Always Hungry? This One Ingredient May Be to Blame
Everyone knows that salty foods make you thirsty. But according to new research, when people increase their sodium intake long-term, they actually drink less water. And that's not the study's only surprising finding: High sodium levels also increase feelings of hunger, the authors say, which may suggest that high-salt diets contribute to weight gain.
Experts say this counterintuitive discovery—that dietary salt boosts appetite but decreases thirst—upends more than 100 years of conventional scientific wisdom. The findings are published this week as a set of two papers in the Journal of Clinical Investigation.
In the first paper, German and American researchers report on 10 Russian cosmonauts who participated in flight simulation programs from 2009 to 2011. The men were living in a tightly controlled environment for months at a time, so they were ideal for nutritional and metabolic research.
The authors wanted to see what would happen when they gradually decreased the cosmonauts' dietary salt intake from 12 grams a day (similar to an average Russian diet) to 6 grams a day (the recommendation of most national health experts). Prevailing science suggested that the men would be less thirsty, and drink less water, as their sodium levels decreased.But that's not what happened. Instead, the men drank less water when they were on the high-salt diet—suggesting that their bodies were either conserving or producing more water, not flushing it out with the salt, as previously suspected.
Senior author Jens Titze, MD, associate professor of medicine and of molecular physiology and biophysics at Vanderbilt University, says the findings were unexpected, but not entirely surprising.
"It makes sense that on a high-salt diet, the body wants to prevent water loss," he says. "So the kidneys have to find a way to increase water content—and if you have more water content in your body, you're going to be less thirsty."
The men also reported feeling hungrier when their salt levels were higher, even though they were getting the same amount of calories and nutrients. This may be because it takes extra energy for the body to conserve water, explains Dr. Titze. "I do think that if we'd offered the cosmonauts more food, they would have overeaten and gained weight," he says.
In the second paper, the researchers replicated their findings in mice. In these experiments, they did find that mice on high-salt diets ate more food than those on low-salt diets. They also found that high-salt diets were associated with a breakdown of muscle protein. The protein was converted into urea, a chemical that enables the kidneys to reabsorb fluid and prevent water loss while salt is excreted.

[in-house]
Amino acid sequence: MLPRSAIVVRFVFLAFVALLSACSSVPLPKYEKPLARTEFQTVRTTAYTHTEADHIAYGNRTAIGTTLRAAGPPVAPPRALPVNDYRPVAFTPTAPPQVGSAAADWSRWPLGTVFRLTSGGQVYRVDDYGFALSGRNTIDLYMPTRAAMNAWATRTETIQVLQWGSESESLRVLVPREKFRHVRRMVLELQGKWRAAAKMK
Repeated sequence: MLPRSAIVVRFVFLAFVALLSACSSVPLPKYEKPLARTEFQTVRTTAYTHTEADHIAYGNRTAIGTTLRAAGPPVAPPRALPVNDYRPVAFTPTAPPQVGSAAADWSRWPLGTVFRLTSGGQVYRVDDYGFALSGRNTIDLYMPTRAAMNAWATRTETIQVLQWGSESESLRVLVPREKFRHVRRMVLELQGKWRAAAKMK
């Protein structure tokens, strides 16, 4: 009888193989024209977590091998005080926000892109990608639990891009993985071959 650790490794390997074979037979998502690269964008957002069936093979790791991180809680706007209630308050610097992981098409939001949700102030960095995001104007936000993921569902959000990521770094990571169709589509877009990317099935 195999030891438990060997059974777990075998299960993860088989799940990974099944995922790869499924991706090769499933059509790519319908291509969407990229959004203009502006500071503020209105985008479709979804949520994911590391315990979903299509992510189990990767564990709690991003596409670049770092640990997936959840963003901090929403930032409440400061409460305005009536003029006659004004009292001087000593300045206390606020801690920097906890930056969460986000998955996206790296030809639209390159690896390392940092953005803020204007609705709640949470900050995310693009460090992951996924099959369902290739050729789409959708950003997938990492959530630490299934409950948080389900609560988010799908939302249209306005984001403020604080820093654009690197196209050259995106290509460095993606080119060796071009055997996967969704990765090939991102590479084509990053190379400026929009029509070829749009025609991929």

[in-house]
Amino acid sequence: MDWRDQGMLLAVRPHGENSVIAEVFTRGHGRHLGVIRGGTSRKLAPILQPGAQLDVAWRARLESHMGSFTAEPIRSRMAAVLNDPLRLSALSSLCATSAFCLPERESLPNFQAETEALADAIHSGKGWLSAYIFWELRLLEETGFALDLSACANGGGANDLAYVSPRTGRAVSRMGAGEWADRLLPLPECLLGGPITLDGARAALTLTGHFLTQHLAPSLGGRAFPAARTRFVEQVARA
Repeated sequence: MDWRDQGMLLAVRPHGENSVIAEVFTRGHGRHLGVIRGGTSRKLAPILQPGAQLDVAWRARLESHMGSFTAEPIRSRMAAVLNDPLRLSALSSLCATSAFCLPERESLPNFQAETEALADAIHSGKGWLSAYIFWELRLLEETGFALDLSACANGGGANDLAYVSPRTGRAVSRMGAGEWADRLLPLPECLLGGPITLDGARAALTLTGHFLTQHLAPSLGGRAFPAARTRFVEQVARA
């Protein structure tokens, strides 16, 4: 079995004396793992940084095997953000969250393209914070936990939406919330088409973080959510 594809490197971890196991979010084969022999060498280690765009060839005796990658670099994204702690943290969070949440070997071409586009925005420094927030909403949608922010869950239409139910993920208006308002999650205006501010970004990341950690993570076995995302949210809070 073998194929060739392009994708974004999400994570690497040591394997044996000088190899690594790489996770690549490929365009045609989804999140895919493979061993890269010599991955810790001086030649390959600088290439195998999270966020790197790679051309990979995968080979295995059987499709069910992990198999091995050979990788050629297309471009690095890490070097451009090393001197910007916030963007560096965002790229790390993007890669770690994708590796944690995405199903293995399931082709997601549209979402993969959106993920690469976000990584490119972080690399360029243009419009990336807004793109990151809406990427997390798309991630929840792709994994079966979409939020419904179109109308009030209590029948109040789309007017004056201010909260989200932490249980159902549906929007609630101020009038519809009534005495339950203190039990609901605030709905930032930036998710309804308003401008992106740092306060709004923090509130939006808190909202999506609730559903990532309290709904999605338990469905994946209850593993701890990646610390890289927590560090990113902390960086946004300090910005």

What's more, the breakdown process was fueled by an increase in glucocorticoids—compounds that, in humans, have been linked to the development of diabetes, obesity, heart disease, and osteoporosis. That's significant, says Dr. Titze, because scientists to-date have mainly focused on how sodium contributes to high blood pressure.
"Our findings suggest that there is much more to know," he says. If a high-salt diet triggers an increase in glucocorticoids, he says, it could predispose people to other chronic health problems—even in the absence of blood pressure changes. And it could potentially raise the risk of metabolic syndrome, a combination of three or more risk factors for heart disease and diabetes.
Dr. Titze says that, when it comes to the short-term effects of salty foods, 'bartender's wisdom' still holds true. "If you put salted peanuts down in front of your customers, they're absolutely going to consume more drinks," he says. "But our research showed that, over several months and even over 24 hours, they're going to conserve more water and actually consume less."
In an accompanying commentary article, Mark Zeidel, MD, professor of medicine at Harvard Medical School, wrote that the new studies challenge common beliefs about how sodium and fluid levels are balanced in the body. They also demonstrate that an adjustment in dietary salt 'changes protein and fat metabolism, and alters eating and drinking habits,' among other physiological changes in the body.
Learning more about these changes may help scientists develop new treatments for conditions like high blood pressure and congestive heart failure, Dr. Zeidel wrote. Dr. Titze says it may also help doctors better understand the connection between salt and weight gain.
Of course, most sodium in the typical American diet doesn't come from table salt; it comes from restaurant meals and processed foods that also tend to be high in sugar, saturated fats, and simple carbs—so there's already plenty of reason to limit these in your diet. These new studies may suggest one more.
Dr. Titze says that if his team's theories hold up, reductions in sodium content across the packaged food and restaurant industries could potentially prevent some of these harmful effects on metabolism and appetite. Until then, he takes a simple approach to reducing sodium and managing his weight: "If you eat less of everything, you will automatically eat less sodium," he says. "So my take is to exercise a bit more and eat less in general."
This article originally appeared on Health.com.